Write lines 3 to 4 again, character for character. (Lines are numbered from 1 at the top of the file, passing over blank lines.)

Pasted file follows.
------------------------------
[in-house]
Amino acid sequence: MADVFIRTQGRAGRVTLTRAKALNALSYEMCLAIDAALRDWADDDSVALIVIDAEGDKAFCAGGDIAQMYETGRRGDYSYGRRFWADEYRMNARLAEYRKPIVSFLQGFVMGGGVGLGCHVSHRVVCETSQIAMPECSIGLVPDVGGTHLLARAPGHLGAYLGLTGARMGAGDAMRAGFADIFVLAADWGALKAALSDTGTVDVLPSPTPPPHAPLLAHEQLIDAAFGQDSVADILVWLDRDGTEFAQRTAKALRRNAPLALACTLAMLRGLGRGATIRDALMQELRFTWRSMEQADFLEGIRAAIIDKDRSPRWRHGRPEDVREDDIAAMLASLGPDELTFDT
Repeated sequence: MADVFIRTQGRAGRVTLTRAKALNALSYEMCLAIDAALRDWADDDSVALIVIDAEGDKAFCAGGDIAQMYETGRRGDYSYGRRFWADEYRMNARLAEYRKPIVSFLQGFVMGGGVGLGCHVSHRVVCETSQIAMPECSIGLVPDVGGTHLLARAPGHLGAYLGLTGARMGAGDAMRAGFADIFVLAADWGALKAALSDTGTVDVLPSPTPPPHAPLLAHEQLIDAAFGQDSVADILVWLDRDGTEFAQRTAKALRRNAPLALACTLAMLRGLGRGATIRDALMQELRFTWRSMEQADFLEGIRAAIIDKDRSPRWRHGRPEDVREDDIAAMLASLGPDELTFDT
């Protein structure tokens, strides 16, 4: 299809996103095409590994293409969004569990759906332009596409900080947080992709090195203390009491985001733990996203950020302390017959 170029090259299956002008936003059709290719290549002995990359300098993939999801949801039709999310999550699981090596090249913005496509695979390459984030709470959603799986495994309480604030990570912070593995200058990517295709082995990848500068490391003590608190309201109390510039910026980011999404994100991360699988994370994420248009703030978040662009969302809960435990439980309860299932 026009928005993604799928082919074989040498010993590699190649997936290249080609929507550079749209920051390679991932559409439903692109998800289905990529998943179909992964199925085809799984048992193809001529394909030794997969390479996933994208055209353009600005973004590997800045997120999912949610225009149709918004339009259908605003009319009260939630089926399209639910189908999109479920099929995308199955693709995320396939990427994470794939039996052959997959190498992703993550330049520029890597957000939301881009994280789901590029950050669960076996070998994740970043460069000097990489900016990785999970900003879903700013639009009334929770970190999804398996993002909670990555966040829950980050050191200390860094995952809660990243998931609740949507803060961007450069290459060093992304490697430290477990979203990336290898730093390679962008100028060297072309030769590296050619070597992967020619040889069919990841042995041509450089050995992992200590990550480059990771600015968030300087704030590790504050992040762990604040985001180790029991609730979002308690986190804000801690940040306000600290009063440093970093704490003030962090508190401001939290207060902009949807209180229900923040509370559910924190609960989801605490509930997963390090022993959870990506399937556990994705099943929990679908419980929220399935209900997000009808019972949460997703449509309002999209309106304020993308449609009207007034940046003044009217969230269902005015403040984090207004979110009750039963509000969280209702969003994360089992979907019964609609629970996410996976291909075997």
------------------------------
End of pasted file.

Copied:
Repeated sequence: MADVFIRTQGRAGRVTLTRAKALNALSYEMCLAIDAALRDWADDDSVALIVIDAEGDKAFCAGGDIAQMYETGRRGDYSYGRRFWADEYRMNARLAEYRKPIVSFLQGFVMGGGVGLGCHVSHRVVCETSQIAMPECSIGLVPDVGGTHLLARAPGHLGAYLGLTGARMGAGDAMRAGFADIFVLAADWGALKAALSDTGTVDVLPSPTPPPHAPLLAHEQLIDAAFGQDSVADILVWLDRDGTEFAQRTAKALRRNAPLALACTLAMLRGLGRGATIRDALMQELRFTWRSMEQADFLEGIRAAIIDKDRSPRWRHGRPEDVREDDIAAMLASLGPDELTFDT
């Protein structure tokens, strides 16, 4: 299809996103095409590994293409969004569990759906332009596409900080947080992709090195203390009491985001733990996203950020302390017959 170029090259299956002008936003059709290719290549002995990359300098993939999801949801039709999310999550699981090596090249913005496509695979390459984030709470959603799986495994309480604030990570912070593995200058990517295709082995990848500068490391003590608190309201109390510039910026980011999404994100991360699988994370994420248009703030978040662009969302809960435990439980309860299932 026009928005993604799928082919074989040498010993590699190649997936290249080609929507550079749209920051390679991932559409439903692109998800289905990529998943179909992964199925085809799984048992193809001529394909030794997969390479996933994208055209353009600005973004590997800045997120999912949610225009149709918004339009259908605003009319009260939630089926399209639910189908999109479920099929995308199955693709995320396939990427994470794939039996052959997959190498992703993550330049520029890597957000939301881009994280789901590029950050669960076996070998994740970043460069000097990489900016990785999970900003879903700013639009009334929770970190999804398996993002909670990555966040829950980050050191200390860094995952809660990243998931609740949507803060961007450069290459060093992304490697430290477990979203990336290898730093390679962008100028060297072309030769590296050619070597992967020619040889069919990841042995041509450089050995992992200590990550480059990771600015968030300087704030590790504050992040762990604040985001180790029991609730979002308690986190804000801690940040306000600290009063440093970093704490003030962090508190401001939290207060902009949807209180229900923040509370559910924190609960989801605490509930997963390090022993959870990506399937556990994705099943929990679908419980929220399935209900997000009808019972949460997703449509309002999209309106304020993308449609009207007034940046003044009217969230269902005015403040984090207004979110009750039963509000969280209702969003994360089992979907019964609609629970996410996976291909075997």